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Outside the box: Random entries, rules based exits
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Outside the box: Random entries, rules based exits

  #1 (permalink)
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Outside the box: Random entries, rules based exits

Another sleepless night, so I wanted to jot down my thoughts before heading back to bed and trying to sleep.

It has often been said that a good trader can be thrust into a position at any random point in the market (any time, any price), and how he exits the trade is what matters most. After all, it only makes sense: the trade's final outcome is determined by where you exit.

With the advent of piersh's genetic optimizer I thought that maybe now is a good time to create this scenario and see what can come of it.

Concept:
- Random entries: Each bar the strategy randomly selects if it should trade (yes/no) and if yes, should that trade be long or short. I think for sake of simplicity, all trades should occur at Market and close of bar. There is to be no extra logic in deciding where to enter -- for instance, no moving averages, no price action logic, etc. The entry is purely randomized except to perhaps limit based on certain hours of the day.

- Money management: The strategy needs to be programmed with some money management. Whether this via an ATM or not, I think it needs to employ at minimum the following: a) daily stop/target goal, b) maximum per trade loss. I think NT cannot backtest when using an ATM, so my vote would be to not use the ATM in the beginning so we can get some backtest results under us first.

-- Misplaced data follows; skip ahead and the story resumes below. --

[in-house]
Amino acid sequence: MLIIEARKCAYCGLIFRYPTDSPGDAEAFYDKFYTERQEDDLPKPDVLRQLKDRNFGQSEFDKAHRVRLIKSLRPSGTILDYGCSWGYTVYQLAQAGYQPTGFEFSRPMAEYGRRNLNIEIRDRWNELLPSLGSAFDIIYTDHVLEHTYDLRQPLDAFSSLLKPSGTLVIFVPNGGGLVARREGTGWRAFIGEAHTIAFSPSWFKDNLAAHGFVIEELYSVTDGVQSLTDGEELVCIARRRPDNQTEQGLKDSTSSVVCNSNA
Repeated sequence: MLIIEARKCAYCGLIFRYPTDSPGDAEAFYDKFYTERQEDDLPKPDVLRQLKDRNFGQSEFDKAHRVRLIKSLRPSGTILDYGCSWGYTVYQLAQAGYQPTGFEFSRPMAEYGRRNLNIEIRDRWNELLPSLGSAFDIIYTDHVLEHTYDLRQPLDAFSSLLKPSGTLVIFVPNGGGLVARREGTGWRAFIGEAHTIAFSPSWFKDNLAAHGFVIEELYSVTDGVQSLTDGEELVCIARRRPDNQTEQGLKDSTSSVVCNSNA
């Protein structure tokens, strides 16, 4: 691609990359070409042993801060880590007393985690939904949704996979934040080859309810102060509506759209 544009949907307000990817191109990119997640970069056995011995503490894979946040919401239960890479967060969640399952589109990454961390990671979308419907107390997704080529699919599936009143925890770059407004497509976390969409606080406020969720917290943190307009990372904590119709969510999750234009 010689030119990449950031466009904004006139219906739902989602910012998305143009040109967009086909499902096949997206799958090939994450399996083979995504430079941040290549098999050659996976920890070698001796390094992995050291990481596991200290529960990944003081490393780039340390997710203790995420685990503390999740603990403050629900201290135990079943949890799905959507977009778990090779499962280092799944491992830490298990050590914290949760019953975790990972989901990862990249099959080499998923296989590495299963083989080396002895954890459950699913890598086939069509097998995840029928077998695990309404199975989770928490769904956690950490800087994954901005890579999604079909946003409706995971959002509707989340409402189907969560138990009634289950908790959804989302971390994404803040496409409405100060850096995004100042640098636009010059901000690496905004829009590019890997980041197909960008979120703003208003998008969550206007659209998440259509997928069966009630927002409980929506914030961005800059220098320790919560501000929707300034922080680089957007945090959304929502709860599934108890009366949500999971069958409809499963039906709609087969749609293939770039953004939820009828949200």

- Logic: The strategy will be reacting to entries, trying to turn a random entry into a winner by simply following a set of predetermined rules and money management. The logic could be based on price action, it could be based on moving averages, etc.

Some questions that come to mind:

1. Should the strategy have the ability to close a position immediately after entry? For instance, if the logic says to only take longs if price is above the XX EMA, but the random entry had us taking a short instead, do we close immediately? Do we give it a bar or two and see what happens? This is part of the logic as well as part of the money management.

2. Should the strategy look at more than one time frame? My vote is a resounding yes: it can randomize entries based on a single time frame chart, but the rules/logic and money management should be able to review data from additional time frames to make decisions on when to exit the trade.

I welcome your thoughts on this endeavor.

Mike

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  #2 (permalink)
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I had an idea, close to this, but on a smaller perimeter, only on position sizing.
My idea was a random entry, with only X0 contract, then scale-in/scale-out on specific levels, add Xn contracts after each specific levels (Fibo or MML for ex.), if the initial trade is not going in the right direction.

Manage a position size, how to scale-in/scale-out, anti-martingale and other stuff, ..., is, I think more important than indicators.
It might be interesting to show it !!!

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  #3 (permalink)